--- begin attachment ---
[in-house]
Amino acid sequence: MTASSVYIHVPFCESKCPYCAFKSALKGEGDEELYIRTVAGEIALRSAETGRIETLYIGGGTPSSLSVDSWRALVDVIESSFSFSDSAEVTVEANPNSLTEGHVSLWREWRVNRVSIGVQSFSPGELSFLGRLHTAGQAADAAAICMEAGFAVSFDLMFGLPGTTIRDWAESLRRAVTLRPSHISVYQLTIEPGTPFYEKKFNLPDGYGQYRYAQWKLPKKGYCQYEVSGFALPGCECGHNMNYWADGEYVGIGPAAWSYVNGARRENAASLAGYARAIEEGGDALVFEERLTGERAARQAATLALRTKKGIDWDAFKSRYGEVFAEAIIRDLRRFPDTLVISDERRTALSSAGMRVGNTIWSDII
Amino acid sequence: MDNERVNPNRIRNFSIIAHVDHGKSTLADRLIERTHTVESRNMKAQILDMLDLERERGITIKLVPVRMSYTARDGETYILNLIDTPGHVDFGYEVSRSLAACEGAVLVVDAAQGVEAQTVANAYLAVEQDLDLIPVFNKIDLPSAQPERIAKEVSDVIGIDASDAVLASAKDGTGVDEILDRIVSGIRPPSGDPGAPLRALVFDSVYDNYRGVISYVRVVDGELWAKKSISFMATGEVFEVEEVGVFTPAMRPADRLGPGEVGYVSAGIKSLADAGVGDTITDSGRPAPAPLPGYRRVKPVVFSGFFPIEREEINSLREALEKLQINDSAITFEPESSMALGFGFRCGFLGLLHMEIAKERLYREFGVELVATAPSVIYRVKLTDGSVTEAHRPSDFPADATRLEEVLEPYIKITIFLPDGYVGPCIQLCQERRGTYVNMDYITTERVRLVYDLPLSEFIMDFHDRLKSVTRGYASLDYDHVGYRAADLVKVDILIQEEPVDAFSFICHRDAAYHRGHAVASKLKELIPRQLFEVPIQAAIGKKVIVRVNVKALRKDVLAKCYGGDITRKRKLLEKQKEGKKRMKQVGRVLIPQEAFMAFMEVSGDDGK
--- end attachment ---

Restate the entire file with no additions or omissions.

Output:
[in-house]
Amino acid sequence: MTASSVYIHVPFCESKCPYCAFKSALKGEGDEELYIRTVAGEIALRSAETGRIETLYIGGGTPSSLSVDSWRALVDVIESSFSFSDSAEVTVEANPNSLTEGHVSLWREWRVNRVSIGVQSFSPGELSFLGRLHTAGQAADAAAICMEAGFAVSFDLMFGLPGTTIRDWAESLRRAVTLRPSHISVYQLTIEPGTPFYEKKFNLPDGYGQYRYAQWKLPKKGYCQYEVSGFALPGCECGHNMNYWADGEYVGIGPAAWSYVNGARRENAASLAGYARAIEEGGDALVFEERLTGERAARQAATLALRTKKGIDWDAFKSRYGEVFAEAIIRDLRRFPDTLVISDERRTALSSAGMRVGNTIWSDII
Amino acid sequence: MDNERVNPNRIRNFSIIAHVDHGKSTLADRLIERTHTVESRNMKAQILDMLDLERERGITIKLVPVRMSYTARDGETYILNLIDTPGHVDFGYEVSRSLAACEGAVLVVDAAQGVEAQTVANAYLAVEQDLDLIPVFNKIDLPSAQPERIAKEVSDVIGIDASDAVLASAKDGTGVDEILDRIVSGIRPPSGDPGAPLRALVFDSVYDNYRGVISYVRVVDGELWAKKSISFMATGEVFEVEEVGVFTPAMRPADRLGPGEVGYVSAGIKSLADAGVGDTITDSGRPAPAPLPGYRRVKPVVFSGFFPIEREEINSLREALEKLQINDSAITFEPESSMALGFGFRCGFLGLLHMEIAKERLYREFGVELVATAPSVIYRVKLTDGSVTEAHRPSDFPADATRLEEVLEPYIKITIFLPDGYVGPCIQLCQERRGTYVNMDYITTERVRLVYDLPLSEFIMDFHDRLKSVTRGYASLDYDHVGYRAADLVKVDILIQEEPVDAFSFICHRDAAYHRGHAVASKLKELIPRQLFEVPIQAAIGKKVIVRVNVKALRKDVLAKCYGGDITRKRKLLEKQKEGKKRMKQVGRVLIPQEAFMAFMEVSGDDGK